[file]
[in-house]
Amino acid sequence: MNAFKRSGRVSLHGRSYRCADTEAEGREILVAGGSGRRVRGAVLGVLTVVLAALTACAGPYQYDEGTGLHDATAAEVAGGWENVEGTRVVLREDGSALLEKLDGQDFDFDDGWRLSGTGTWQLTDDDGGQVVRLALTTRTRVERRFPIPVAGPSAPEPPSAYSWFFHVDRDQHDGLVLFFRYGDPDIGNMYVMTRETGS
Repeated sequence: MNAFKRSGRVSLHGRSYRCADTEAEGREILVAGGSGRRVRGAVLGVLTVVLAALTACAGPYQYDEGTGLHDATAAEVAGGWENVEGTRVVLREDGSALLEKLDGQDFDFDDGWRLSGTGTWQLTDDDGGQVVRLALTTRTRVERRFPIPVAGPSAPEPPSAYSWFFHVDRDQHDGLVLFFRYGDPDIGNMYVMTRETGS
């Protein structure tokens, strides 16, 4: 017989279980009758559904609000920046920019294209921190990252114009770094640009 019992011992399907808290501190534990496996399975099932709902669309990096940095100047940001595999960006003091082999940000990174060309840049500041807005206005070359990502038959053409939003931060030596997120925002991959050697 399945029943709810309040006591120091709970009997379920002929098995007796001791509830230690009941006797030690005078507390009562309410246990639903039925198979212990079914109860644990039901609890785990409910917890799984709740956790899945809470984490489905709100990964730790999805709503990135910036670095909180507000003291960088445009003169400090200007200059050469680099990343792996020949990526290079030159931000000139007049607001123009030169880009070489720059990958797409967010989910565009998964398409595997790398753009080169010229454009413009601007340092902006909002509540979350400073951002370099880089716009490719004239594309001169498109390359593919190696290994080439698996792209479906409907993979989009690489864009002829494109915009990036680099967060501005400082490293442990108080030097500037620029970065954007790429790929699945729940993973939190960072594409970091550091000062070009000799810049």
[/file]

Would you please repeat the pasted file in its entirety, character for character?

[in-house]
Amino acid sequence: MNAFKRSGRVSLHGRSYRCADTEAEGREILVAGGSGRRVRGAVLGVLTVVLAALTACAGPYQYDEGTGLHDATAAEVAGGWENVEGTRVVLREDGSALLEKLDGQDFDFDDGWRLSGTGTWQLTDDDGGQVVRLALTTRTRVERRFPIPVAGPSAPEPPSAYSWFFHVDRDQHDGLVLFFRYGDPDIGNMYVMTRETGS
Repeated sequence: MNAFKRSGRVSLHGRSYRCADTEAEGREILVAGGSGRRVRGAVLGVLTVVLAALTACAGPYQYDEGTGLHDATAAEVAGGWENVEGTRVVLREDGSALLEKLDGQDFDFDDGWRLSGTGTWQLTDDDGGQVVRLALTTRTRVERRFPIPVAGPSAPEPPSAYSWFFHVDRDQHDGLVLFFRYGDPDIGNMYVMTRETGS
């Protein structure tokens, strides 16, 4: 017989279980009758559904609000920046920019294209921190990252114009770094640009 019992011992399907808290501190534990496996399975099932709902669309990096940095100047940001595999960006003091082999940000990174060309840049500041807005206005070359990502038959053409939003931060030596997120925002991959050697 399945029943709810309040006591120091709970009997379920002929098995007796001791509830230690009941006797030690005078507390009562309410246990639903039925198979212990079914109860644990039901609890785990409910917890799984709740956790899945809470984490489905709100990964730790999805709503990135910036670095909180507000003291960088445009003169400090200007200059050469680099990343792996020949990526290079030159931000000139007049607001123009030169880009070489720059990958797409967010989910565009998964398409595997790398753009080169010229454009413009601007340092902006909002509540979350400073951002370099880089716009490719004239594309001169498109390359593919190696290994080439698996792209479906409907993979989009690489864009002829494109915009990036680099967060501005400082490293442990108080030097500037620029970065954007790429790929699945729940993973939190960072594409970091550091000062070009000799810049």